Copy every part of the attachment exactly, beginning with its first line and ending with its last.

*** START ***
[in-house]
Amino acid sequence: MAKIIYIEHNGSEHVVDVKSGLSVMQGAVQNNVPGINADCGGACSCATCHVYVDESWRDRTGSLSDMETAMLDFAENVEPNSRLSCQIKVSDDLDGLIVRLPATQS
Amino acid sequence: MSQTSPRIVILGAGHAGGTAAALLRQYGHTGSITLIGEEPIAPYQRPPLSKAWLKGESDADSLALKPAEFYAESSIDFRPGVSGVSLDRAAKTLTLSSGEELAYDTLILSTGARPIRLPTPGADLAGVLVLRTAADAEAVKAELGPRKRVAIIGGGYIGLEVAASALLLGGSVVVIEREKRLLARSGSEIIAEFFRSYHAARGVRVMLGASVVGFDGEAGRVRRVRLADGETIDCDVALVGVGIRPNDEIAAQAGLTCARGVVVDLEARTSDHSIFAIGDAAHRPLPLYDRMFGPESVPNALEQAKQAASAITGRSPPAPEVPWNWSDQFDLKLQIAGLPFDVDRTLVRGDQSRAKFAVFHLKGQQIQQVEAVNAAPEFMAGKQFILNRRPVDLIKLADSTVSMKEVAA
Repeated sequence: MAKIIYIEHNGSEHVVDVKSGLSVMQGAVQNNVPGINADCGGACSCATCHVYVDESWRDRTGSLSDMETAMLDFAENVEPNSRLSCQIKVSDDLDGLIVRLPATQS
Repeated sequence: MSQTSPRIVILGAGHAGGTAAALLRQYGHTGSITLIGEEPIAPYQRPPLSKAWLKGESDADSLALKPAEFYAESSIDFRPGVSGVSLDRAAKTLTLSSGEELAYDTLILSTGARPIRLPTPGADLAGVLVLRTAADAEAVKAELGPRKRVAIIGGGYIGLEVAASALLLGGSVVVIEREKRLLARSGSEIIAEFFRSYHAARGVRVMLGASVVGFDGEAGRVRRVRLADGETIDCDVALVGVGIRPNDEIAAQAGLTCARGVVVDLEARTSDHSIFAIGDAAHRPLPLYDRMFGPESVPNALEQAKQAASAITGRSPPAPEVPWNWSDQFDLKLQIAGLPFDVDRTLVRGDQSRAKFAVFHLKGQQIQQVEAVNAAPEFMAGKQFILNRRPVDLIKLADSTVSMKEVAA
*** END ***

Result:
[in-house]
Amino acid sequence: MAKIIYIEHNGSEHVVDVKSGLSVMQGAVQNNVPGINADCGGACSCATCHVYVDESWRDRTGSLSDMETAMLDFAENVEPNSRLSCQIKVSDDLDGLIVRLPATQS
Amino acid sequence: MSQTSPRIVILGAGHAGGTAAALLRQYGHTGSITLIGEEPIAPYQRPPLSKAWLKGESDADSLALKPAEFYAESSIDFRPGVSGVSLDRAAKTLTLSSGEELAYDTLILSTGARPIRLPTPGADLAGVLVLRTAADAEAVKAELGPRKRVAIIGGGYIGLEVAASALLLGGSVVVIEREKRLLARSGSEIIAEFFRSYHAARGVRVMLGASVVGFDGEAGRVRRVRLADGETIDCDVALVGVGIRPNDEIAAQAGLTCARGVVVDLEARTSDHSIFAIGDAAHRPLPLYDRMFGPESVPNALEQAKQAASAITGRSPPAPEVPWNWSDQFDLKLQIAGLPFDVDRTLVRGDQSRAKFAVFHLKGQQIQQVEAVNAAPEFMAGKQFILNRRPVDLIKLADSTVSMKEVAA
Repeated sequence: MAKIIYIEHNGSEHVVDVKSGLSVMQGAVQNNVPGINADCGGACSCATCHVYVDESWRDRTGSLSDMETAMLDFAENVEPNSRLSCQIKVSDDLDGLIVRLPATQS
Repeated sequence: MSQTSPRIVILGAGHAGGTAAALLRQYGHTGSITLIGEEPIAPYQRPPLSKAWLKGESDADSLALKPAEFYAESSIDFRPGVSGVSLDRAAKTLTLSSGEELAYDTLILSTGARPIRLPTPGADLAGVLVLRTAADAEAVKAELGPRKRVAIIGGGYIGLEVAASALLLGGSVVVIEREKRLLARSGSEIIAEFFRSYHAARGVRVMLGASVVGFDGEAGRVRRVRLADGETIDCDVALVGVGIRPNDEIAAQAGLTCARGVVVDLEARTSDHSIFAIGDAAHRPLPLYDRMFGPESVPNALEQAKQAASAITGRSPPAPEVPWNWSDQFDLKLQIAGLPFDVDRTLVRGDQSRAKFAVFHLKGQQIQQVEAVNAAPEFMAGKQFILNRRPVDLIKLADSTVSMKEVAA